Abby Caplin: The Day America Killed Itself



by Abby Caplin



The day America killed itself,

I watched reruns of What’s My Line,

where Dorothy, Bennet, Martin,

and Arlene sat blindfolded, trying to decide

who the mystery guest was.

I stared at the Worchestershire sauce

in the fridge thinking,

Of course it has expired. I bought it

years ago, a carbon copy

of petroleum in a bottle.


When America killed itself, the talkers

on TV couldn’t figure what happened

to all their fine-tuning,

all the polls that said


But I’ll tell you what happened—

the guy said

the election was rigged,


didn’t say how

exactly, but he let the message hang


like a dagger thrown

between a woman’s legs, and then

he won.

I believe him.

I believe

he rigged it all right.

That’s why you can’t find

reruns of The $64,000 Question,

though Joyce Brothers knew the answer

anyway, knew Archie knocked out

Bobo in the third round.


Now I’m running to the safety deposit box,

got gold rings sewn up

in the lining

of a Patagonia jacket.

Here comes the coup—

sucking on pipelines,

drinking America’s

black blood,

sharpening teeth

on timber, shitting tar.


Billionaires and their daughters

scooping caviar, drowning

Bluefin tuna

in Heinz,

who’ve been give the keys

to the House, courts,

billionaires whose black-booted

drones can show up


and ring your doorbell.



About this poem:

I wrote this poem to express the fear many of us have been feeling. But I don’t want to react from a place of fear. I am inspired and strengthened by the many people coming forward and pledging their resistance to Trumpian demagoguery, with its increased threat to the environment and survival of the planet, women, people of color, health care, the Press, Muslims, Jews, First Nations, LGBTQ communities, science, and simple truth. May we all find one another and stand together against oppression.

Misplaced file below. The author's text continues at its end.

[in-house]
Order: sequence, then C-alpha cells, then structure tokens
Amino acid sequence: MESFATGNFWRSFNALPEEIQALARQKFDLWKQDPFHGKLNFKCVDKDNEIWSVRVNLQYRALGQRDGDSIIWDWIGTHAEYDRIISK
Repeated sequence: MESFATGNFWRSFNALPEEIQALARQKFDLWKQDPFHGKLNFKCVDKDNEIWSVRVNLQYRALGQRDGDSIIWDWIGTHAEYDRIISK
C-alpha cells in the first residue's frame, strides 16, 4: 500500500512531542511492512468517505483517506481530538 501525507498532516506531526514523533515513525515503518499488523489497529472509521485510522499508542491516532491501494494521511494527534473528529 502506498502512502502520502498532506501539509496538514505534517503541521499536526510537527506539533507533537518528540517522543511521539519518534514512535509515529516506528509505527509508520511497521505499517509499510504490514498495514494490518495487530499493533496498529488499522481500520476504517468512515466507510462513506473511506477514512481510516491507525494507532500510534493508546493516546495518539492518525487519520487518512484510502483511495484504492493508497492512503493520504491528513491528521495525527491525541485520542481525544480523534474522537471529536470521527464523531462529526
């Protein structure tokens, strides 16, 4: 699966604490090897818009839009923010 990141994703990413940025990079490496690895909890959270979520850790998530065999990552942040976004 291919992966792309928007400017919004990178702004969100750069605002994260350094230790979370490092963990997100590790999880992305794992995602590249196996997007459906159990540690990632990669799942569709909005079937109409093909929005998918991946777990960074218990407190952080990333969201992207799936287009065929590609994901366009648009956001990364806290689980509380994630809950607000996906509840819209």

Abby Caplin’s poems have appeared in Adanna, Big Muddy, The Binnacle, Burningword, Common Ground Review, Crack the Spine, Forge, The Healing Muse, OxMag, Poetica, The Scream Online, TSR: The Southampton Review, Third Wednesday, Tiger’s Eye, Tikkun, and Willow Review. Her poem “Still Arguing with Old Synagogue” was a finalist for the 2015 Anna Davidson Rosenberg Poetry Award, and she is an award recipient of the San Francisco Poets Eleven 2016, judged by Jack Hirschman. She is a physician and practices Mind-Body medicine in San Francisco. Her website is

 Editor’s note: If you wish to become engaged in building a powerful alternative to Trumpism, please join our Network of Spiritual Progressives at, and/or donate to Tikkun magazine at, and/or become part of our training of activists to have the skills necessary to win away from the Trump forces those who have gone there out of real pain, not out of hate, and who will soon discover that the Trump policies are making their world worse, not better (info about the training currenlty taking place:   and for dates for the next training, contact


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